Continuous Positive Airway Pressure
Priya Prashad, MD, and Nadav Traeger, MD, FAAP, FCCP, DABSM
Continuous positive airway pressure (CPAP) is a form of noninvasive respiratory support that delivers a constant positive pressure via an interface that covers the nose and/or mouth at a pressure sufficient to maintain a patent airway and thus eliminate snoring and obstructive sleep apnea (OSA). Other indications are listed in the following section.
CPAP is used for treatment in the following ways.
• As a secondary treatment modality for patients with clinically significant residual OSA after adenotonsillectomy or other upper airway or craniofacial surgery
• As a primary treatment modality for OSA in patients who are not surgical candidates because of other medical issues (eg, severe obesity, bleeding diathesis, atlantoaxial instability) and/or who have small tonsils and/or adenoids • For OSA when either the patient or the parents prefer a nonsurgical option • For hypoventilation and/or OSA caused by neuromuscular weakness rather than an anatomic issue (bilevel positive airway pressure [BiPAP] is more commonly used for this purpose; see Chapter 115).
•For preterm neonates whose lungs have not fully developed, who have respiratory distress syndrome, or who have bronchopulmonary dysplasia
•For patients who have clinically significant lower-airway obstruction due to tracheomalacia or bronchomalacia who may benefit from using CPAP to stent these airways open
•For patients with a variety of chronic obstructive lung diseases for lung recruitment and to aid with airway clearance of secretions
•CPAP machines can be set at 1 single pressure, typically between 4 and 20 cm H20. Typically, the machine is set at the lowest pressure that resolves all obstructive events, as well as snoring.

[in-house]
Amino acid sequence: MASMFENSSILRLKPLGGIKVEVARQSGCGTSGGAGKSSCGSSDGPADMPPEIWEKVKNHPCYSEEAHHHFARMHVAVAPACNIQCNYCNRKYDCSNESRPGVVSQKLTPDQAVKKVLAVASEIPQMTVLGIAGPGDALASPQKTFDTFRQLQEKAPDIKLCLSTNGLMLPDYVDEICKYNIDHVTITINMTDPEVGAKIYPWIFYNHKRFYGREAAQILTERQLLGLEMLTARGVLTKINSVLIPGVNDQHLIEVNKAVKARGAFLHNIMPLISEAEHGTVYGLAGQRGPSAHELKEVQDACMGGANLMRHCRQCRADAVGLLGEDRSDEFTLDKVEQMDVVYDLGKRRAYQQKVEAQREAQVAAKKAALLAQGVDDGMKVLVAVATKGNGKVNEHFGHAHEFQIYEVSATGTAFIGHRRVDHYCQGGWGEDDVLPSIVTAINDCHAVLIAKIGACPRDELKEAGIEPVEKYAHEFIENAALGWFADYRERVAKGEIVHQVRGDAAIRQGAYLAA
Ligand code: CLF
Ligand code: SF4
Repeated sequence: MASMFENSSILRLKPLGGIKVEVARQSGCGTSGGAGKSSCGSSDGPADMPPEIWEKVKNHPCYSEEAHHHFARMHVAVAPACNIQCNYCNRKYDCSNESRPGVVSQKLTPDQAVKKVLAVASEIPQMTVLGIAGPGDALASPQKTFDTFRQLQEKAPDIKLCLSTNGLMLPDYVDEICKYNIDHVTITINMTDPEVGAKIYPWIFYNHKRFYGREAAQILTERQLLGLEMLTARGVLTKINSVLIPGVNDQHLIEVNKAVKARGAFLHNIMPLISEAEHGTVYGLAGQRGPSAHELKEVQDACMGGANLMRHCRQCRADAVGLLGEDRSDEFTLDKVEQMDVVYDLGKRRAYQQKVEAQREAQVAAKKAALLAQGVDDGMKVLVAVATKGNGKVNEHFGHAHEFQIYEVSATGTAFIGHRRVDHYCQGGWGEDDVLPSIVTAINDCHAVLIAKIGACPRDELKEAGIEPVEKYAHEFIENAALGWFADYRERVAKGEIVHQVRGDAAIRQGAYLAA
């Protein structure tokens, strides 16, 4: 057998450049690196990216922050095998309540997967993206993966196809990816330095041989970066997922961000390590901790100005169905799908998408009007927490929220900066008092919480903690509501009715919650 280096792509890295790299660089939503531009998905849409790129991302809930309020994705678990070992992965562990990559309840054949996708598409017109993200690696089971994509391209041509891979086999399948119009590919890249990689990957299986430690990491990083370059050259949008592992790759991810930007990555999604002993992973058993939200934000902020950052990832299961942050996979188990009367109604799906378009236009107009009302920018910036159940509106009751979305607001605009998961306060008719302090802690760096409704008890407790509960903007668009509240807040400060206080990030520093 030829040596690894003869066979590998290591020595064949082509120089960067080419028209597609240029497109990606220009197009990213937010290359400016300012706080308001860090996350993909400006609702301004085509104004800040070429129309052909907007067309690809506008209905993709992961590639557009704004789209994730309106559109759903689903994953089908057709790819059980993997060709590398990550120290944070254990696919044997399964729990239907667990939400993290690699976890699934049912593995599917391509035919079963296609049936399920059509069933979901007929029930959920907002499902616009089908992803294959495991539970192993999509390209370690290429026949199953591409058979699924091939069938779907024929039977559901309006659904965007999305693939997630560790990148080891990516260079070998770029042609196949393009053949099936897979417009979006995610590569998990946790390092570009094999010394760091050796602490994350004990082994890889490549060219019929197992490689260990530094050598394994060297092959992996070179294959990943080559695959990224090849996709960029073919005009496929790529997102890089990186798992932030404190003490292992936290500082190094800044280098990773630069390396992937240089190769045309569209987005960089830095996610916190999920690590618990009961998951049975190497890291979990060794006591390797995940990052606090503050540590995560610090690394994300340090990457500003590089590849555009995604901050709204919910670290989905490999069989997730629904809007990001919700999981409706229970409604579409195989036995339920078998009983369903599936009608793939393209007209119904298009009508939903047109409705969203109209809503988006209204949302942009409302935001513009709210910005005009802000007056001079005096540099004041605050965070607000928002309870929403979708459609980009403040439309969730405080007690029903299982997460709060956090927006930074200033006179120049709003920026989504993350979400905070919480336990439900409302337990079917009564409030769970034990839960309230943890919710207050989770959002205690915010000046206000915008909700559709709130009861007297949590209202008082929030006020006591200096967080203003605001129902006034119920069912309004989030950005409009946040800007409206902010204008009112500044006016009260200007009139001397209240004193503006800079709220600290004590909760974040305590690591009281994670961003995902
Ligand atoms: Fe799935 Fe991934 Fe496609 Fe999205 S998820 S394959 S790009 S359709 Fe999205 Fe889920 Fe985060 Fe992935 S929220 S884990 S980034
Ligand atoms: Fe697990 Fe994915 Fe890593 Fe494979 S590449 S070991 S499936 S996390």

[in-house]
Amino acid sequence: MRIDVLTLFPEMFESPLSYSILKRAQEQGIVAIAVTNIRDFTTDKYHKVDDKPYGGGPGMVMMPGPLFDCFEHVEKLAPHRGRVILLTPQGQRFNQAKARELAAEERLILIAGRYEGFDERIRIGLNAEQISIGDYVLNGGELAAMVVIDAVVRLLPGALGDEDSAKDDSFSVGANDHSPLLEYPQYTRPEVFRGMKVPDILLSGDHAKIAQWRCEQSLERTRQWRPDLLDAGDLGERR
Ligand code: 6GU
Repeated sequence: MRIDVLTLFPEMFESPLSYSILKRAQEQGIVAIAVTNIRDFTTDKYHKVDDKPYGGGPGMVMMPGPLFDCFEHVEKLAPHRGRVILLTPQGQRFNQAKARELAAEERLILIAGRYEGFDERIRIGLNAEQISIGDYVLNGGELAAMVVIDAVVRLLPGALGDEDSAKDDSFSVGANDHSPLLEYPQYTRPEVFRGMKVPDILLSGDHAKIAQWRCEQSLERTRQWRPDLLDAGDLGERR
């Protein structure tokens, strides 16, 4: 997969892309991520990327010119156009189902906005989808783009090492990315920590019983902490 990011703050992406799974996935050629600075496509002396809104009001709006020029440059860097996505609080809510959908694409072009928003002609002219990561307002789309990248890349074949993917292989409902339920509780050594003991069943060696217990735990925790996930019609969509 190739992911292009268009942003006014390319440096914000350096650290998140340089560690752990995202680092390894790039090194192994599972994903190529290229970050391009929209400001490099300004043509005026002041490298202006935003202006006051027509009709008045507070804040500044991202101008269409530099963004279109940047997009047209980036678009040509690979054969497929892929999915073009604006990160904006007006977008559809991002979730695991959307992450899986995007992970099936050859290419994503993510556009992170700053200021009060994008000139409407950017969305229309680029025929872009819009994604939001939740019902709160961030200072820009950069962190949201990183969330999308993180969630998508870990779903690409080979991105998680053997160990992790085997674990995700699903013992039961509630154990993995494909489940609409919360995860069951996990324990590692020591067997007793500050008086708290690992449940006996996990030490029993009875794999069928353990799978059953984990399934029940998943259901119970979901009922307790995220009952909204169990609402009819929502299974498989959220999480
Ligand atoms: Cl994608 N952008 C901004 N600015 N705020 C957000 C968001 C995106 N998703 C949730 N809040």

•Expiratory positive airway pressure is the background pressure applied at a continuous rate (eg, 9 cm H20).
• O2 is the amount of oxygen that can be added to the inspired air. For most patients with OSA syndrome, supplemental O2 is not needed. This parameter may be displayed in liters per minute or as a fraction (as in the fraction of inspired oxygen) or a percentage.
•Humidification refers to the relative amount of humidity added to inspired air, adjusted for comfort.
•The CPAP machine (pressure generator) is connected to an interface via tubing. It blows air and thus creates positive pressure air through the interface into the nose and/or mouth, thus preventing the upper airway from collapsing during sleep.
•The most effective way to determine the correct pressure and mask is an in-laboratory overnight sleep study (CPAP titration).
•Interface options for CPAP include nasal masks, full-face masks that cover the nose and mouth (see Figures 114-1 and 114-2), total face mask (which covers the entire face), nasal pillows, and oral masks. These are available in a variety of sizes, shapes, and styles.
Figure 114-1. Full-face mask.
Figure 114-2. Nasal mask.
•Increasingly, medical device manufacturers have begun designing smaller masks for pediatric patients.